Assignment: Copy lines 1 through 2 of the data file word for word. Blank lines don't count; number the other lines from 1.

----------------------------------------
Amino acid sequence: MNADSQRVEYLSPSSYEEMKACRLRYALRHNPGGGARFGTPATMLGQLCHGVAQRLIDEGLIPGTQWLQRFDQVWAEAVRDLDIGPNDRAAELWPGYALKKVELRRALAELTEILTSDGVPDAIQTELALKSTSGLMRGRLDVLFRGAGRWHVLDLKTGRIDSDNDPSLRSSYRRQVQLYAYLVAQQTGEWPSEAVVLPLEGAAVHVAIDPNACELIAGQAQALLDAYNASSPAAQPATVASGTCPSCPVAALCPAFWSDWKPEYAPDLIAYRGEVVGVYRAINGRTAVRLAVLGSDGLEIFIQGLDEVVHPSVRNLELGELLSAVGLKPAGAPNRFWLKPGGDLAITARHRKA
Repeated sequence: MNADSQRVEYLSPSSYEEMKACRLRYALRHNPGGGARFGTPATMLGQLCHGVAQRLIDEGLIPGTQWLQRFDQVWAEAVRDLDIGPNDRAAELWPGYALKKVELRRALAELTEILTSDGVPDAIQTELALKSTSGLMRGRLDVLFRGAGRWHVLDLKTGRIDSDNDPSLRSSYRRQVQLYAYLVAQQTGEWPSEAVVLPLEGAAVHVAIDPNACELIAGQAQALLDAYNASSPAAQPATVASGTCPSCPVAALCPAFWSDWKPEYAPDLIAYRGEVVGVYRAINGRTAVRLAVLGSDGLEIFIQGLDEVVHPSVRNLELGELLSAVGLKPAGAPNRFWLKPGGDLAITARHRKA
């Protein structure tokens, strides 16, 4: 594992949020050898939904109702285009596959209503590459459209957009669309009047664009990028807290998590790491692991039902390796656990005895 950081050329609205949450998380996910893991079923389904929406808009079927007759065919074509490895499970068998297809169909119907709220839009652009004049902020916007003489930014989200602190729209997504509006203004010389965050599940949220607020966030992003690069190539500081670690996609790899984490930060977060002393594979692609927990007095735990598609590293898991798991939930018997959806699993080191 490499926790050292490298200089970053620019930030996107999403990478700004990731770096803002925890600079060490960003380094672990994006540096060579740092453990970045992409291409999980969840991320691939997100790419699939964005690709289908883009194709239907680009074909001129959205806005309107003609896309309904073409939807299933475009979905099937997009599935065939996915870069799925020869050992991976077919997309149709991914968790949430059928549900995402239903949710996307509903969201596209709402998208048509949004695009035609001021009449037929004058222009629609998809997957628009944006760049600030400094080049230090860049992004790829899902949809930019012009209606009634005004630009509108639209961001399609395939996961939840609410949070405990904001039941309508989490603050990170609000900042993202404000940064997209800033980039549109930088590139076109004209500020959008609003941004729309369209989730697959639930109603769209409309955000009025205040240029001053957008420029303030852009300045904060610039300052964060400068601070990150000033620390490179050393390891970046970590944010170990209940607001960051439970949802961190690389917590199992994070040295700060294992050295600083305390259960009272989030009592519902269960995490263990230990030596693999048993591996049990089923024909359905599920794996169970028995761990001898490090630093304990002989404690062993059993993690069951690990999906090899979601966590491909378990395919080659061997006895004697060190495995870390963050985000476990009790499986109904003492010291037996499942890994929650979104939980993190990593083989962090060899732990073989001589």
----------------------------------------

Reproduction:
Amino acid sequence: MNADSQRVEYLSPSSYEEMKACRLRYALRHNPGGGARFGTPATMLGQLCHGVAQRLIDEGLIPGTQWLQRFDQVWAEAVRDLDIGPNDRAAELWPGYALKKVELRRALAELTEILTSDGVPDAIQTELALKSTSGLMRGRLDVLFRGAGRWHVLDLKTGRIDSDNDPSLRSSYRRQVQLYAYLVAQQTGEWPSEAVVLPLEGAAVHVAIDPNACELIAGQAQALLDAYNASSPAAQPATVASGTCPSCPVAALCPAFWSDWKPEYAPDLIAYRGEVVGVYRAINGRTAVRLAVLGSDGLEIFIQGLDEVVHPSVRNLELGELLSAVGLKPAGAPNRFWLKPGGDLAITARHRKA
Repeated sequence: MNADSQRVEYLSPSSYEEMKACRLRYALRHNPGGGARFGTPATMLGQLCHGVAQRLIDEGLIPGTQWLQRFDQVWAEAVRDLDIGPNDRAAELWPGYALKKVELRRALAELTEILTSDGVPDAIQTELALKSTSGLMRGRLDVLFRGAGRWHVLDLKTGRIDSDNDPSLRSSYRRQVQLYAYLVAQQTGEWPSEAVVLPLEGAAVHVAIDPNACELIAGQAQALLDAYNASSPAAQPATVASGTCPSCPVAALCPAFWSDWKPEYAPDLIAYRGEVVGVYRAINGRTAVRLAVLGSDGLEIFIQGLDEVVHPSVRNLELGELLSAVGLKPAGAPNRFWLKPGGDLAITARHRKA